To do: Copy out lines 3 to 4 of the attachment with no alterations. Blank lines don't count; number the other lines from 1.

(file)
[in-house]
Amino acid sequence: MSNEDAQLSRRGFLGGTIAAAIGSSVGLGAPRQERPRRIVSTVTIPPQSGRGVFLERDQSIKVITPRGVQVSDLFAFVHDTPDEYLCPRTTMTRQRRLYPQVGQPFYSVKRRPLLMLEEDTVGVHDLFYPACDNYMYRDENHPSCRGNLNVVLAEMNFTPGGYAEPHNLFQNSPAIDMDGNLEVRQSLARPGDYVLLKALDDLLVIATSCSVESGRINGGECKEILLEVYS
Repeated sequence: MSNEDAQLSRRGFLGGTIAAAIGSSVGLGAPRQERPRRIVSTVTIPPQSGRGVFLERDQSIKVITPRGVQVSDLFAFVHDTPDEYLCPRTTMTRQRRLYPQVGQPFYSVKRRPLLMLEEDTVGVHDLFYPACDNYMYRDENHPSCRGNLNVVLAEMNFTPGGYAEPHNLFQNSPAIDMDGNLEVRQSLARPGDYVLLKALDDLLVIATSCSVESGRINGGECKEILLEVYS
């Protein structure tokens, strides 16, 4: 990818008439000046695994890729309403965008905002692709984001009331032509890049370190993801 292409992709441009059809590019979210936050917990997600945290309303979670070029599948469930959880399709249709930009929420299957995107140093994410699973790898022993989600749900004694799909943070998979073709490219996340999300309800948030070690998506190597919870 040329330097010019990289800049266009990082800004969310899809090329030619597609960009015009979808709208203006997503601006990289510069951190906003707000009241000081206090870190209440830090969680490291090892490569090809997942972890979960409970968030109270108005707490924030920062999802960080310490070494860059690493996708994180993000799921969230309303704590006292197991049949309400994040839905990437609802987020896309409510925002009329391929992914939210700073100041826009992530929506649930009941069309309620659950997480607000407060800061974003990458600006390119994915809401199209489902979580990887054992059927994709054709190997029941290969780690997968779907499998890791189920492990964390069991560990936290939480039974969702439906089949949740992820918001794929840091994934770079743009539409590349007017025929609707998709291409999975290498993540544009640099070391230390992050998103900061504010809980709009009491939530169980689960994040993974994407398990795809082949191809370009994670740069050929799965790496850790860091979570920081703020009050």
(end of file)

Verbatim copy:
Repeated sequence: MSNEDAQLSRRGFLGGTIAAAIGSSVGLGAPRQERPRRIVSTVTIPPQSGRGVFLERDQSIKVITPRGVQVSDLFAFVHDTPDEYLCPRTTMTRQRRLYPQVGQPFYSVKRRPLLMLEEDTVGVHDLFYPACDNYMYRDENHPSCRGNLNVVLAEMNFTPGGYAEPHNLFQNSPAIDMDGNLEVRQSLARPGDYVLLKALDDLLVIATSCSVESGRINGGECKEILLEVYS
């Protein structure tokens, strides 16, 4: 990818008439000046695994890729309403965008905002692709984001009331032509890049370190993801 292409992709441009059809590019979210936050917990997600945290309303979670070029599948469930959880399709249709930009929420299957995107140093994410699973790898022993989600749900004694799909943070998979073709490219996340999300309800948030070690998506190597919870 040329330097010019990289800049266009990082800004969310899809090329030619597609960009015009979808709208203006997503601006990289510069951190906003707000009241000081206090870190209440830090969680490291090892490569090809997942972890979960409970968030109270108005707490924030920062999802960080310490070494860059690493996708994180993000799921969230309303704590006292197991049949309400994040839905990437609802987020896309409510925002009329391929992914939210700073100041826009992530929506649930009941069309309620659950997480607000407060800061974003990458600006390119994915809401199209489902979580990887054992059927994709054709190997029941290969780690997968779907499998890791189920492990964390069991560990936290939480039974969702439906089949949740992820918001794929840091994934770079743009539409590349007017025929609707998709291409999975290498993540544009640099070391230390992050998103900061504010809980709009009491939530169980689960994040993974994407398990795809082949191809370009994670740069050929799965790496850790860091979570920081703020009050």